NY Times Misses Hypocrisy in Making Its Reporters Skip WH Correspondents Dinner
As you may have heard, a solid majority of Americans loathe the media…
The polling numbers are astounding when looking out from inside the bubble: Nearly seven in ten think reporters aren’t any more ethical than the very politicians they report on. Only 20 percent of those surveyed think reporters – print and TV — are honest and ethical. That’s 65 percent lower than nurses, 50 percent lower than doctors and engineers.
It’s that backdrop that hovers again over tonight’s annual White House Correspondents Dinner, where the industry provides itself one night of glamour, entertainment and self-congratulations for a job well done. For many sitting at home, it’s an eyeroll worthy-spectacle given the salaries of many they’ll see on their screens in tuxedo or gown. But for most outside of the big national names in the business, it’s an overworked and underpaid profession, and therefore should get its evening of fun… even if means watching doing 12 oz curls from parties around DC or home. According to CareerCast, which ranks being a newspaper reporter 200 out of 200 in common jobs, “Readership has steadily moved from print publications, whether they be newspapers or magazines, in favor of online outlets. The resulting decline in advertising revenue has left newspapers — and thus, newspaper reporters — feeling the pinch.”
Almost every major outlet attends the dinner — also known as #NerdProm, quite possibly the most ridiculous nickname in history given all the celebrities and non-nerds who dominate the event — at the Washington Hilton, with “almost” existing in this sentence because of one very notable exception in the form of The New York Times. The decision to not send any of its people came from then DC-editor (and current Executive editor) Dean Baquet, who explained why in this interview with the New York Observer in 2011:
“We are not being holier than thou [by not attending], or criticizing anyone who chooses to go. “But we came to the conclusion that it had evolved into a very odd, celebrity-driven event that made it look like the press and government all shuck their adversarial roles for one night of the year, sing together (literally, by the way) and have a grand old time cracking jokes. It just feels like it sends the wrong signal to our readers and viewers, like we are all in it together and it is all a game. It feels uncomfortable.”
Actually, Baquet is being holier than thou here and depriving those who are grinding it out daily and nightly of one night of fun to make a point absolutely nobody is buying (because if you think NYT reporters aren’t already enjoying a cocktail or three on the campaign trail with adversarial political operatives, think again). Example of the absurdity: The Times‘ Peter Baker won the prestigious Merriman Smith Award handed out last year. If you follow sports, think of it as league MVP. But because Baquet couldn’t even make an exception for those who were nominated to attend to at least accept the award and bask in the praise of his colleagues for a few hours, Baker had to soak it all in from afar. And that’s just a whole bowl of wrong…
As for Baquet’s other point of having a no-tolerance policy around sending “the wrong signal to readers and viewers”… he might want to look at the way he runs his own shop first.
Exhibit A occurred very publicly last month, when off-the-record comments Donald Trump made to the paper’s editorial board were leaked to Buzzfeed. Opponents and debate moderators seized on the comments — which reportedly illustrate Trump softening his stand on his immigration policy to the point of being called (at the time) potentially devastating to his campaign — and called on Trump (who, like any other politician trusted the comments were off the record and therefore in confidence) to permit the release the transcript.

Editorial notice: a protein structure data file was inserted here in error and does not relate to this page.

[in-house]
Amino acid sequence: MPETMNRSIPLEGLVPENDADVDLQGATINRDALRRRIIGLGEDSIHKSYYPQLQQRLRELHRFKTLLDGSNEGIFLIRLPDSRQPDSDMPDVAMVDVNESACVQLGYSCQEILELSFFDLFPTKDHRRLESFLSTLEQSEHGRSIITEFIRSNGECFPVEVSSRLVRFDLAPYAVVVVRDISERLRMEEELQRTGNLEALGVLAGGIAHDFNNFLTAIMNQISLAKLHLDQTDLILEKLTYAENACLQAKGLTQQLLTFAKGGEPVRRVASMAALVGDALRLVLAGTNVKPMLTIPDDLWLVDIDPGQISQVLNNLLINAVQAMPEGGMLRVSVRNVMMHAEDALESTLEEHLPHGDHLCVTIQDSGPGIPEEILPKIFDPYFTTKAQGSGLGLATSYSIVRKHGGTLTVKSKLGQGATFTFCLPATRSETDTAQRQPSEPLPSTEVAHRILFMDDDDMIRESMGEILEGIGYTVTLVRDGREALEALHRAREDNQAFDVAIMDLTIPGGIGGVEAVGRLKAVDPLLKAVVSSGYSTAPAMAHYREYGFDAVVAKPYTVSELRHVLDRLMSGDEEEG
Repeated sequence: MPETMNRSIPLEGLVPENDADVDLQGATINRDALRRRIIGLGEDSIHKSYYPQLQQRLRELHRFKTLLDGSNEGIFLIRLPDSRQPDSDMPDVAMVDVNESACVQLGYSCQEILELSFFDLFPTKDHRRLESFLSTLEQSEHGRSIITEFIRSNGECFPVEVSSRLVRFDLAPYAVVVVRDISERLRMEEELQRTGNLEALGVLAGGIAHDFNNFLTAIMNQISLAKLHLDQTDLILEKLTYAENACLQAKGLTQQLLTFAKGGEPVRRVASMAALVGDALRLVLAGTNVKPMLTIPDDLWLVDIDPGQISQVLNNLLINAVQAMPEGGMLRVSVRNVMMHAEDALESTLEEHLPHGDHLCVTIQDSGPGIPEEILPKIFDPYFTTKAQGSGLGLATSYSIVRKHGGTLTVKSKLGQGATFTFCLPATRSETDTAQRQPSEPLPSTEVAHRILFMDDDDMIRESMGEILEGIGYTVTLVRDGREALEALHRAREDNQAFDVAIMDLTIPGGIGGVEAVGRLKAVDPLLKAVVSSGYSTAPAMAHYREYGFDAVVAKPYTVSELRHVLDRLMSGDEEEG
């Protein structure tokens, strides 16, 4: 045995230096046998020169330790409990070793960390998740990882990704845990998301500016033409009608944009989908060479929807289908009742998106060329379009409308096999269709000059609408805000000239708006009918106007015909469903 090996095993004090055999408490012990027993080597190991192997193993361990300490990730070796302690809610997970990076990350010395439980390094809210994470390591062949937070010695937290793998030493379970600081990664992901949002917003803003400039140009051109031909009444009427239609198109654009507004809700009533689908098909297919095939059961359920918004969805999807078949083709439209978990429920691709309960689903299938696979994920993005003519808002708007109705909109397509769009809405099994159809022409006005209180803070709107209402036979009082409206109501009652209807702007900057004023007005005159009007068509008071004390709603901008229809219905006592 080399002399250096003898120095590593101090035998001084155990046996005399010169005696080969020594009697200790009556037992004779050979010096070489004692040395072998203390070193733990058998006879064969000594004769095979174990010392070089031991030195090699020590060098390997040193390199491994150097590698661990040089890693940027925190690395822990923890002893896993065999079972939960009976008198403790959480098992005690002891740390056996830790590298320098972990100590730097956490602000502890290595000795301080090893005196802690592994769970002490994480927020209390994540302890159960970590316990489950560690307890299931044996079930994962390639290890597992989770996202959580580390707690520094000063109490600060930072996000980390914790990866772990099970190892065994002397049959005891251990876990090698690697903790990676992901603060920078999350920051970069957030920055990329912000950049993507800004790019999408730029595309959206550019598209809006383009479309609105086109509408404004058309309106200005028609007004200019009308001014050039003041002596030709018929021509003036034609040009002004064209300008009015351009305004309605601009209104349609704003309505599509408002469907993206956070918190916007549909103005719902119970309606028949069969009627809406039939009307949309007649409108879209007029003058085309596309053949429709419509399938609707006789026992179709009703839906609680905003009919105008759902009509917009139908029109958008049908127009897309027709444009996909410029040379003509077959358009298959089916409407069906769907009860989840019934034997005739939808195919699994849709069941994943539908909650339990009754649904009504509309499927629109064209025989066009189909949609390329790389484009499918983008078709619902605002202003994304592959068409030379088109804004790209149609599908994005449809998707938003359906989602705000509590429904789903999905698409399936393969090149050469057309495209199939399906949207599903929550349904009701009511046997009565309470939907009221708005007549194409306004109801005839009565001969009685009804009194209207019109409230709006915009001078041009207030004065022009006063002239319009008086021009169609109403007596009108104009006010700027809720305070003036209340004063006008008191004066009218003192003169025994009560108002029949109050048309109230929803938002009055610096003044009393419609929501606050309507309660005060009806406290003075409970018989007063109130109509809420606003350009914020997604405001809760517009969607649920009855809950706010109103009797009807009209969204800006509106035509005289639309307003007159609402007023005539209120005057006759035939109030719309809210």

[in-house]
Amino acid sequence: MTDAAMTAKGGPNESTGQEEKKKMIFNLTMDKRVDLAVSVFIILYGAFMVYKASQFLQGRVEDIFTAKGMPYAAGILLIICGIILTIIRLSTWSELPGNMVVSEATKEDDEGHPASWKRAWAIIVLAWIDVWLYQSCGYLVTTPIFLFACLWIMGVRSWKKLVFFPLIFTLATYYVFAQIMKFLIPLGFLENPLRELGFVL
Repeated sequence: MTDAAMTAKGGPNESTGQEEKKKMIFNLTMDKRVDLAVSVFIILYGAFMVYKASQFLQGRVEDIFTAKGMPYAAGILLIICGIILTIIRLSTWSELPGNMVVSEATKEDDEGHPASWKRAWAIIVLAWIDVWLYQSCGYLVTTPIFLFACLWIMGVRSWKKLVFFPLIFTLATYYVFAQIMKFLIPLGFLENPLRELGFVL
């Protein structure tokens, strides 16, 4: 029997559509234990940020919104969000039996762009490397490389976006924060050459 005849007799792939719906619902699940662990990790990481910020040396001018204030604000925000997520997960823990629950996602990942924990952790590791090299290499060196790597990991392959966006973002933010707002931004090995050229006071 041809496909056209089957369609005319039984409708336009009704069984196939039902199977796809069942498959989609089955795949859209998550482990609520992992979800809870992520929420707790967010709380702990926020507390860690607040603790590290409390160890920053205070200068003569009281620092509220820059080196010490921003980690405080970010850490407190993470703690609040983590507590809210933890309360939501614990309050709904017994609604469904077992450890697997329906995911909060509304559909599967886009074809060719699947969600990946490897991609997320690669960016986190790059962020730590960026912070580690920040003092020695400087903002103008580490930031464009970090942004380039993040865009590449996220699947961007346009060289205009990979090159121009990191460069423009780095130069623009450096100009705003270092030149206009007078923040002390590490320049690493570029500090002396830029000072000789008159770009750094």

Did Baquet apologize for the leak? No.
Did he show any remorse? No.
Did he at least conduct an investigation of who leaked the comments? Of course not.
“I don’t know how it got out, but I’m certainly not going to do a leak investigation,” said a defiant Baquet. As I wrote at the time, it’s good thing Baquet wasn’t in charge during the Jayson Blair fiasco, because he’d probably see an investigation there as unnecessary, annoying and inconvenient too.
Exhibit B – Baquet’s refusal to reprimand his writers even when presented overwhelming evidence illustrating the very collusion he rails against in boycotting the White House Correspondents Dinner. Here’s a summary from my column at the time (emphasis mine):
Buzzfeed first reported that an email written by Maureen Dowd revealed she allowed Bernard Weinraub — a former Times reporter — to preview a column written about his wife–embattled Sony exec Amy Pascal — before it was published. Said emails also show Dowd assuring Pascal through Weinraub that “I would make sure you look great,” among other air kisses. In a statement to Mediaite, Dowd later denied sharing the column, which flies in the face of this stubborn quote from Weinraub, where he writes, “You cant tell single person that I’m seeing the column before its printed.”
Baquet’s response? Nothing. Dowd didn’t even face a one-week suspension nor was any statement made from Baquet condemning such behavior.
But allowing his reporters — some of the hardest working in the business despite a few ethically-challenged apples — to enjoy one great night in DC to trade war stories and take selfies with A-listers, well… that’s when the Executive Editor puts his foot down.
Because being seen in a social setting with the president and other politicians would really look bad.
Unlike, you know, sitting on your hands as often as Dean Baquet does when actual collusion occurs.
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This is an opinion piece. The views expressed in this article are those of just the author.